CASAs have the flexibility to work with a child’s caregiver to set visits that fit their schedule.   Many CASAs are full-time professionals, and most visits with a child occur in the evening or on weekends.  CASAs are expected to meet with their assigned child, at minimum, twice per  month for two hours, with a two year commitment.

Q. Is any experience necessary?

CASA training and ongoing supervision and support will equip you to be effective in your role.  The important qualities are the desire and commitment to advocate for a child.

Q. When are Training Sessions held?

CASA Training is 30 hours  and is offered bimonthly. Training classes are typically offered as a combination of weeknight evenings and Saturday full day sessions.  Training is held at the CASA office at 1505 E. 17th Street in Santa Ana, CA. You must attend an Information Session to be eligible to join a Training Session.

Q. What if I have to miss a class in a Training Session?

Any missed classes can be completed during the next offered Training Session.

Q. Is a volunteer assigned to more than one child?

Most volunteers are assigned to one child. Occasionally a volunteer is assigned to a pair of siblings if it is in the children’s best interests. Rarely, a volunteer with more time may take on more than one concurrent case.

Q. Where do CASA children live?

CASA children may be placed in a short-term residential treatment center (group home), a foster home, or with a family member. The majority of the children we serve live in central and northern Orange County, though children may be placed throughout the county and in neighboring counties.

Q. Where do I take my CASA child when we have a visit together?

We encourage only free or cheap activities.  A typical visit may include a trip to the park, the beach, or a free or low-cost exhibit in our community. In addition, our agency sponsors events throughout the year for CASAs and their assigned child.  You cannot take the child to your home, your relative’s home, or your friend’s home. CASA advocates have a one-on-one relationship with the child they are matched with and outings should only be between the two of you.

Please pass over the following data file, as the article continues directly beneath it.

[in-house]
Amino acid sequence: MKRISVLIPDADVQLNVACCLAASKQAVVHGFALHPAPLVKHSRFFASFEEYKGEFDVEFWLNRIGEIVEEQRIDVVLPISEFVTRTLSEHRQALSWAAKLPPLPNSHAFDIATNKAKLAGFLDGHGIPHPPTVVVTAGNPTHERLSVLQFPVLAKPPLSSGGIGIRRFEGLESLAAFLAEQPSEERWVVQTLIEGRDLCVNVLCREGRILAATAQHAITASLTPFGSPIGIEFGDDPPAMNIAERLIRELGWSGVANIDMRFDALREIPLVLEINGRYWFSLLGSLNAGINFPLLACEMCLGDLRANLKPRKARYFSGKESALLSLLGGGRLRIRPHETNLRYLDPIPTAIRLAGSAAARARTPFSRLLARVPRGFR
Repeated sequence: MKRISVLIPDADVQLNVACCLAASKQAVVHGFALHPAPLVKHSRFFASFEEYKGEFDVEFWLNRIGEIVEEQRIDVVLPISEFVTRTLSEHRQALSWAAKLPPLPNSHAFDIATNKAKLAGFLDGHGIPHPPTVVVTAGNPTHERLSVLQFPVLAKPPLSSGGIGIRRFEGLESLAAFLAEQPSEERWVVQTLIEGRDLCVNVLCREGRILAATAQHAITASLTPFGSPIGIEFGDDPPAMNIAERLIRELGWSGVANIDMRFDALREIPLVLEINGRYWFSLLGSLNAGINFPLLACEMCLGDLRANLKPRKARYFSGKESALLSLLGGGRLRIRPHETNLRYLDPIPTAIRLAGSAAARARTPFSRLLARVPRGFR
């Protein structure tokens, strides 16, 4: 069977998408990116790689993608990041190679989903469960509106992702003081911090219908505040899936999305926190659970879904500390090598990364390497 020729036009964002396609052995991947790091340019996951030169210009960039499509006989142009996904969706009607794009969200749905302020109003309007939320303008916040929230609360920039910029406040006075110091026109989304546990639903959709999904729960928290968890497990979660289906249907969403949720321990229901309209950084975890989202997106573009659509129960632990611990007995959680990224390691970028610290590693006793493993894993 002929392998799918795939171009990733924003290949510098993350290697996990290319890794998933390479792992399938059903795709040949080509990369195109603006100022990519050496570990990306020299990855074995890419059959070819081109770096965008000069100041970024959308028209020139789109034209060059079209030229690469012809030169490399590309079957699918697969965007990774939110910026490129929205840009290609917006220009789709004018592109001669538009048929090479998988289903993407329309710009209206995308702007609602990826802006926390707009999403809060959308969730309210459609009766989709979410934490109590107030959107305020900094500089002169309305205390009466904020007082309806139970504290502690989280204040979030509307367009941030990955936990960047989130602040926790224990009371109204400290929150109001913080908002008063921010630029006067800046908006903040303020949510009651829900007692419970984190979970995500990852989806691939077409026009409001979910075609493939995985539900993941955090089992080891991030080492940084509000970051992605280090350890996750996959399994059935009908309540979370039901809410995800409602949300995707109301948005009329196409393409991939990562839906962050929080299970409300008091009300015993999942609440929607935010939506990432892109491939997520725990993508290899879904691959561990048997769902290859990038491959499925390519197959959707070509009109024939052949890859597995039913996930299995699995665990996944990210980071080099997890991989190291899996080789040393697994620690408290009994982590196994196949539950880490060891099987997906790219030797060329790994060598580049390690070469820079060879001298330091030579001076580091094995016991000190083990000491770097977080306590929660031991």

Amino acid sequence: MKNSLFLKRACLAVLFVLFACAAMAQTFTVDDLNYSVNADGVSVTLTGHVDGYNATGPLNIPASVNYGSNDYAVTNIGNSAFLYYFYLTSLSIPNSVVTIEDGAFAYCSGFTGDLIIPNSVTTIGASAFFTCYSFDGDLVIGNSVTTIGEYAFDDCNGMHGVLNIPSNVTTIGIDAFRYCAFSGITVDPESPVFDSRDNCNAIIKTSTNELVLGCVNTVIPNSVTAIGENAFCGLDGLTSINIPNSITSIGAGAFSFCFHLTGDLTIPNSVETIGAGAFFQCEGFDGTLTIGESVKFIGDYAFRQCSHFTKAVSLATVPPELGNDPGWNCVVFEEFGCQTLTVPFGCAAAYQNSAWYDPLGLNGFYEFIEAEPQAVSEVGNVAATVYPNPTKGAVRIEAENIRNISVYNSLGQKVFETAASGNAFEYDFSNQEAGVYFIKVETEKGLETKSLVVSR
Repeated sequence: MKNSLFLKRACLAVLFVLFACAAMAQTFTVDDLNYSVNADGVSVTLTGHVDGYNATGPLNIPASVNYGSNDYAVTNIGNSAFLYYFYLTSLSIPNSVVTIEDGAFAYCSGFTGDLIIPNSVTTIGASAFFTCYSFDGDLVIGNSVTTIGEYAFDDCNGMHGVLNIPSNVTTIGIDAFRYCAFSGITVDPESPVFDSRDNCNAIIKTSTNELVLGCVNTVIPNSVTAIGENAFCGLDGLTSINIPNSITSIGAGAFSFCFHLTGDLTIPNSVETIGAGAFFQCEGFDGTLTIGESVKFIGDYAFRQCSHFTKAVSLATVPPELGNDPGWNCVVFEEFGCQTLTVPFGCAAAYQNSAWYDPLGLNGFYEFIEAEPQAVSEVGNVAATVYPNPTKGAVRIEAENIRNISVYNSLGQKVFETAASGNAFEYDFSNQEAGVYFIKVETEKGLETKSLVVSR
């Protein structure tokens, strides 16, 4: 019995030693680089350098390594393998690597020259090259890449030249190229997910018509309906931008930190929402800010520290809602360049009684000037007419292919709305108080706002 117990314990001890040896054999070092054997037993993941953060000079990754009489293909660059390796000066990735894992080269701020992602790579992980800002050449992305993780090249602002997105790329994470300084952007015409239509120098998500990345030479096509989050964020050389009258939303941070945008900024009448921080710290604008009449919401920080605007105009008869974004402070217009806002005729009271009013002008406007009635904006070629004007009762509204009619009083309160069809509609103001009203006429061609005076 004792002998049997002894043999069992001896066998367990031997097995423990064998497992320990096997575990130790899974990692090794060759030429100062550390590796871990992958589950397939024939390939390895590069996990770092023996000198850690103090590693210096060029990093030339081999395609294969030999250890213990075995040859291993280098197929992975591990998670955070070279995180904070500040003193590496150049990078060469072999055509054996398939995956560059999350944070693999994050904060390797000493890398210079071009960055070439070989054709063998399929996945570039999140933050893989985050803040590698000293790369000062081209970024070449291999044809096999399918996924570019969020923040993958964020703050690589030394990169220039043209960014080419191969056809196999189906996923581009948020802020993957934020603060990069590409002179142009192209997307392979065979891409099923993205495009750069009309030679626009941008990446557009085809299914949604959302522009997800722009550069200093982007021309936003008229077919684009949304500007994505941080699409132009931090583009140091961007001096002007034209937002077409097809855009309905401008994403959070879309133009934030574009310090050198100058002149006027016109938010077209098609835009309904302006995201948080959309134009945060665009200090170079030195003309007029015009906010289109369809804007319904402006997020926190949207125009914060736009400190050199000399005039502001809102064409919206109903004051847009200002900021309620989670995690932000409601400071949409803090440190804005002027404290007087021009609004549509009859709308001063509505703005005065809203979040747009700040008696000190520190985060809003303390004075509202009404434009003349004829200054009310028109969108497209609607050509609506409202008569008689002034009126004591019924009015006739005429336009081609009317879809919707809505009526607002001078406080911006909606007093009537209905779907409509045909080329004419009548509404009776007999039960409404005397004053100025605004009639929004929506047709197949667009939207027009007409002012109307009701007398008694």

Q. I have a DUI. Can I be a CASA?

At least 5 years must lapse after being charged with a DUI before you can be sworn-in as a CASA. You will be asked about the DUI during your interview following Training. If you have any questions regarding something that may show up in your background check and how it may impact your ability to become a CASA volunteer, please contact the Director of Community Relations.

Q. May I be a CASA together with my partner?

No. Due to the high number of children on our wait list and our strong belief that a one-on-one connection is in the best interest of the child, we do not allow two-on-one matching.

Q. How long does it take to be matched with a child and begin visits?

On average, it takes approximately two months from the start of training until you are officially matched with your child. This is dependent upon your full completion of all training classes, and application and screening requirements.

Q. Is a donation to CASA tax-deductible?

Yes, we are 501(c)3. Any donation made to our agency is tax deductible.

Q. I want to donate to CASA – but I want to speak with an agency representative first. Who can I contact?

Please contact one of our Directors of Advancement by emailing cwittkop@casaoc.org or njoseph@casaoc.org.

q. is being a casa advocate the same as being a mentor?

No.  The CASA role is a dual role: both a mentor and an advocate.  As a mentor, the CASA volunteer develops a relationship with the youth through consistent outings.  As an advocate, the CASA volunteer gathers information about the youth's case progress and well being, writes court reports and makes recommendations to further the youth's best interests, and serves as the voice of the youth at court hearings and case meetings.

BACK TO TOP

LIFT UP A CHILD'S VOICE. A CHILD'S LIFE.